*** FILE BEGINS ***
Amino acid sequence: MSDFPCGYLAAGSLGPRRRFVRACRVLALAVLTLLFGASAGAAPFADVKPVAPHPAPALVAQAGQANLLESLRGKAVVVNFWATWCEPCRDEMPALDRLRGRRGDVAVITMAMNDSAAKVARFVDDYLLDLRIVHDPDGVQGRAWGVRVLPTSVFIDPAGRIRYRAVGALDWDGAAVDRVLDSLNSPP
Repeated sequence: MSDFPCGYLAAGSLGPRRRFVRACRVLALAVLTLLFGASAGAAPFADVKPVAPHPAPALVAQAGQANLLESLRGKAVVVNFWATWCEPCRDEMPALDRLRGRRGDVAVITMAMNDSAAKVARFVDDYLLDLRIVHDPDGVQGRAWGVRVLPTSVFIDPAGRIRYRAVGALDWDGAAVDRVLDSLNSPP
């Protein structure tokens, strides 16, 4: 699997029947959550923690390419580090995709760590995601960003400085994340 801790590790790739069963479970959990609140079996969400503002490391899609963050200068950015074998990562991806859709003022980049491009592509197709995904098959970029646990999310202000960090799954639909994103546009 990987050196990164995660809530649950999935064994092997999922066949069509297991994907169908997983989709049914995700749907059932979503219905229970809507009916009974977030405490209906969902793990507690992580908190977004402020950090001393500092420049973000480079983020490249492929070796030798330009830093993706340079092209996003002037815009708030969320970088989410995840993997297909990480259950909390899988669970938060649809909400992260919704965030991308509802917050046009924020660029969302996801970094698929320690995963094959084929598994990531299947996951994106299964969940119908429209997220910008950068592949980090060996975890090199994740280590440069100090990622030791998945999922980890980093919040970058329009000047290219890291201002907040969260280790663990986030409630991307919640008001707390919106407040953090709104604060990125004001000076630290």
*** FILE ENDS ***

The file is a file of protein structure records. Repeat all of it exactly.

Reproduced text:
Amino acid sequence: MSDFPCGYLAAGSLGPRRRFVRACRVLALAVLTLLFGASAGAAPFADVKPVAPHPAPALVAQAGQANLLESLRGKAVVVNFWATWCEPCRDEMPALDRLRGRRGDVAVITMAMNDSAAKVARFVDDYLLDLRIVHDPDGVQGRAWGVRVLPTSVFIDPAGRIRYRAVGALDWDGAAVDRVLDSLNSPP
Repeated sequence: MSDFPCGYLAAGSLGPRRRFVRACRVLALAVLTLLFGASAGAAPFADVKPVAPHPAPALVAQAGQANLLESLRGKAVVVNFWATWCEPCRDEMPALDRLRGRRGDVAVITMAMNDSAAKVARFVDDYLLDLRIVHDPDGVQGRAWGVRVLPTSVFIDPAGRIRYRAVGALDWDGAAVDRVLDSLNSPP
């Protein structure tokens, strides 16, 4: 699997029947959550923690390419580090995709760590995601960003400085994340 801790590790790739069963479970959990609140079996969400503002490391899609963050200068950015074998990562991806859709003022980049491009592509197709995904098959970029646990999310202000960090799954639909994103546009 990987050196990164995660809530649950999935064994092997999922066949069509297991994907169908997983989709049914995700749907059932979503219905229970809507009916009974977030405490209906969902793990507690992580908190977004402020950090001393500092420049973000480079983020490249492929070796030798330009830093993706340079092209996003002037815009708030969320970088989410995840993997297909990480259950909390899988669970938060649809909400992260919704965030991308509802917050046009924020660029969302996801970094698929320690995963094959084929598994990531299947996951994106299964969940119908429209997220910008950068592949980090060996975890090199994740280590440069100090990622030791998945999922980890980093919040970058329009000047290219890291201002907040969260280790663990986030409630991307919640008001707390919106407040953090709104604060990125004001000076630290």